The Consumer Financial Protection Bureau (“CFPB”) recently took the next step toward promulgating regulations under the Fair Debt Collection Practices Act (“FDCPA”) by releasing its “Outline of Proposals under Consideration and Alternatives Considered” (the “Outline”). The Outline sheds light on the approach the CFPB may take in regulating the debt-collection industry. As detailed in this alert, the proposed approach would implement comprehensive and substantial changes.

To read the full alert, click here.

LIGHT READING FOR THE DOG DAYS OF SUMMER: CFPB FINALIZES AMENDMENTS TO MORTGAGE SERVICING REGULATIONS

By Brian M. Forbes, Andrew C. Glass, Gregory N. Blase, Robert W. Sparkes III and Matthew N. Lowe

On August 4, 2016, the Consumer Financial Protection Bureau (“CFPB”) issued its final rule setting forth amendments and clarifications to mortgage servicing regulations. These changes follow a prior round of revisions to mortgage servicing regulations that went into effect in January 2014. Since proposing the amendments to the regulations in November 2014, the CFPB received and reviewed hundreds of comments. At just over 900 pages in length, the final rule addresses numerous areas of mortgage servicing, including the following:

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CFPB Issues Notice of Proposed Rulemaking to Clarify “Know Before You Owe”; Some Welcome Guidance on TRID but Cure and Liability Issues Not Addressed

By Jennifer J. Nagle and Hollee M. Watson

On July 29, 2016, the Consumer Financial Protection Bureau (“CFPB”) issued a much anticipated Notice of Proposed Rulemaking (“NPRM”) on the TILA-RESPA Integrated Disclosure rule (“TRID” or “Know Before You Owe”), which went into effect on October 3, 2015, and has posed significant implementation challenges. The CFPB previously announced that it would issue proposed rulemaking in an April 28, 2016 letter to mortgage industry trade groups, in which it acknowledged the “many operational challenges” presented by TRID and noted that “there are places in the regulation text and commentary where adjustments would be useful for greater certainty and clarity.”

CFPB Director Richard Cordray expects that the “proposed updates will clarify parts of our mortgage disclosure rule to make for a smoother implementation process.” See Consumer Financial Protection Bureau Proposes Updates to “Know Before You Owe” Mortgage Disclosure Rule. While the NPRM does contain some helpful guidance, there are also some notable omissions that may disappoint industry participants.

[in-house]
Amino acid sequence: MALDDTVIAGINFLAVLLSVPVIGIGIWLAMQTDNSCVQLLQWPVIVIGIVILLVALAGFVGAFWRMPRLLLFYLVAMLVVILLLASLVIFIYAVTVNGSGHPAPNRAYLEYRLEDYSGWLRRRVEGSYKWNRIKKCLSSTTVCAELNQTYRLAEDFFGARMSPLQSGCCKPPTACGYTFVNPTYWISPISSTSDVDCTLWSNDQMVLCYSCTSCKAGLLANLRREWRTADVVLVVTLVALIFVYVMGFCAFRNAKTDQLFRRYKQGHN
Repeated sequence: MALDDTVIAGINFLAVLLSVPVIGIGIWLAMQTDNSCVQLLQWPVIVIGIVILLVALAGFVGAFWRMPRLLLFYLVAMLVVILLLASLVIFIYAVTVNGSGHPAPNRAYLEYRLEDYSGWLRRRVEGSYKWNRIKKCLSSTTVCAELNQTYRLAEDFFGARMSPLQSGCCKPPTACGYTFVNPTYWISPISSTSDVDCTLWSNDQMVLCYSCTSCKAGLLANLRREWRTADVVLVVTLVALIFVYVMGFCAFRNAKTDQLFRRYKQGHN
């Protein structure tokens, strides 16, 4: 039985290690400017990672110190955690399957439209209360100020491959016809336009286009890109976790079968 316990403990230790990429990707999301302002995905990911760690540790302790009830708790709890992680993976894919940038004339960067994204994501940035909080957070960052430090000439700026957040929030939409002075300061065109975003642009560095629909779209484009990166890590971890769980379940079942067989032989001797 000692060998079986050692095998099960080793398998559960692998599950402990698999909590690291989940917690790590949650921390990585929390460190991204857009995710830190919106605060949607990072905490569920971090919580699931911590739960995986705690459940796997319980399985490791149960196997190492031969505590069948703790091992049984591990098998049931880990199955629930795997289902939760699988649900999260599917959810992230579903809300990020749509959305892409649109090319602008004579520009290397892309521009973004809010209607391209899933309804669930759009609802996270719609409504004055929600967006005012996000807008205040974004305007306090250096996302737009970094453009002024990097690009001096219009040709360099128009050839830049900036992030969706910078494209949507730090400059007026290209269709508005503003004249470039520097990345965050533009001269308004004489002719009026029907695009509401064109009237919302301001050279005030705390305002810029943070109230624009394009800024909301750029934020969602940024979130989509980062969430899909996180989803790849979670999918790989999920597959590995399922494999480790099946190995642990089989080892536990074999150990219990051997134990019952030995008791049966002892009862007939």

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Bridging the Great Divide: Collaboration Considerations for Banks and Marketplace Lenders

By Anthony R.G. Nolan, Edward Dartley, Sonia R. Gioseffi, Joseph A. Valenti, Christopher J. Scully and Christopher H. Bell

Marketplace lending has grown dramatically over the last several years, but it still remains a nascent industry. As it continues to expand its reach, players in the industry and the traditional banking/investment sector are discovering the mutual benefits of cooperation. While marketplace lending often has been heralded as a disruptor of traditional banking, industry participants are being presented with opportunities to collaborate with banking institutions as the industry matures.

To read the full alert, click here.

It’s Time For An Upgrade — Outdated Technology Puts Mortgages Servicers At Risk For Increased CFPB Scrutiny and Potential Servicing Violations

By Brian M. Forbes, Soyong Cho, and Hollee M. Watson

More than two years have passed since the Consumer Financial Protection Bureau (“CFPB”) implemented comprehensive amendments to the loan servicing provisions of Regulation X. Mortgage servicers have had to invest in technology and human capital to keep up with new regulatory requirements while saddled with expanded duties to respond to borrower inquires, disputes, and requests for information, in addition to new and extensive loss mitigation requirements. Outdated technology has put servicers at risk for increased enforcement and litigation issues. But, as the CFPB has noted, the problems are not “insurmountable.”

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U.S. District Court (Again) Rules that Parties Can Challenge a CFPB Information Request Without Revealing Their Identities

By: Ted Kornobis

Last week, a federal court issued an opinion supporting the ability of an entity to file a court challenge to Consumer Financial Protection Bureau (“CFPB”) information requests without necessarily needing to “out” itself as a potential investigation target. Specifically, the court reaffirmed a prior ruling that recipients of a CFPB civil investigative demand (“CID”) who were potential targets of an enforcement action could challenge the CFPB’s attempt to take certain testimony by proceeding as “John Doe” plaintiffs in a federal injunctive action. The district court first allowed the plaintiffs to proceed pseudonymously late last year, and last week’s order denied the CFPB’s motion for reconsideration. A description of the case background and judge’s original decision may be found in our earlier post on this case.